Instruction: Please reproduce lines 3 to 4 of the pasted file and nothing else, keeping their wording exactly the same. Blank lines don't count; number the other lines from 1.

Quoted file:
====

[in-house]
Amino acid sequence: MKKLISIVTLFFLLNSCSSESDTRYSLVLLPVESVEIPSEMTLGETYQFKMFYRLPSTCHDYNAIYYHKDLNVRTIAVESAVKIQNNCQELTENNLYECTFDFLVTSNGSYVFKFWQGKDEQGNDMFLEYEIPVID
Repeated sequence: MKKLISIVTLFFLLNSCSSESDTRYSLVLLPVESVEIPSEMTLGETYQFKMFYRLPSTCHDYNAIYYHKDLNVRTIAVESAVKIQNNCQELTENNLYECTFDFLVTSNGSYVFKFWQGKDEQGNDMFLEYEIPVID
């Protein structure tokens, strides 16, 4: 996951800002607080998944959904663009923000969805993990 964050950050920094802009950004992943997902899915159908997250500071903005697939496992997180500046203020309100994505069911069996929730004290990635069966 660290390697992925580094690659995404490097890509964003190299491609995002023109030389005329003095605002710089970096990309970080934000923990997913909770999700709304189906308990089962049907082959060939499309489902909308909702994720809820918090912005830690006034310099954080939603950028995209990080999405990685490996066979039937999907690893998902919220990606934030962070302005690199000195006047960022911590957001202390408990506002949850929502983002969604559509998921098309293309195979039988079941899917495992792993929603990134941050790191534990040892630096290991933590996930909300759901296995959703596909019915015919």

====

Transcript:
Repeated sequence: MKKLISIVTLFFLLNSCSSESDTRYSLVLLPVESVEIPSEMTLGETYQFKMFYRLPSTCHDYNAIYYHKDLNVRTIAVESAVKIQNNCQELTENNLYECTFDFLVTSNGSYVFKFWQGKDEQGNDMFLEYEIPVID
């Protein structure tokens, strides 16, 4: 996951800002607080998944959904663009923000969805993990 964050950050920094802009950004992943997902899915159908997250500071903005697939496992997180500046203020309100994505069911069996929730004290990635069966 660290390697992925580094690659995404490097890509964003190299491609995002023109030389005329003095605002710089970096990309970080934000923990997913909770999700709304189906308990089962049907082959060939499309489902909308909702994720809820918090912005830690006034310099954080939603950028995209990080999405990685490996066979039937999907690893998902919220990606934030962070302005690199000195006047960022911590957001202390408990506002949850929502983002969604559509998921098309293309195979039988079941899917495992792993929603990134941050790191534990040892630096290991933590996930909300759901296995959703596909019915015919």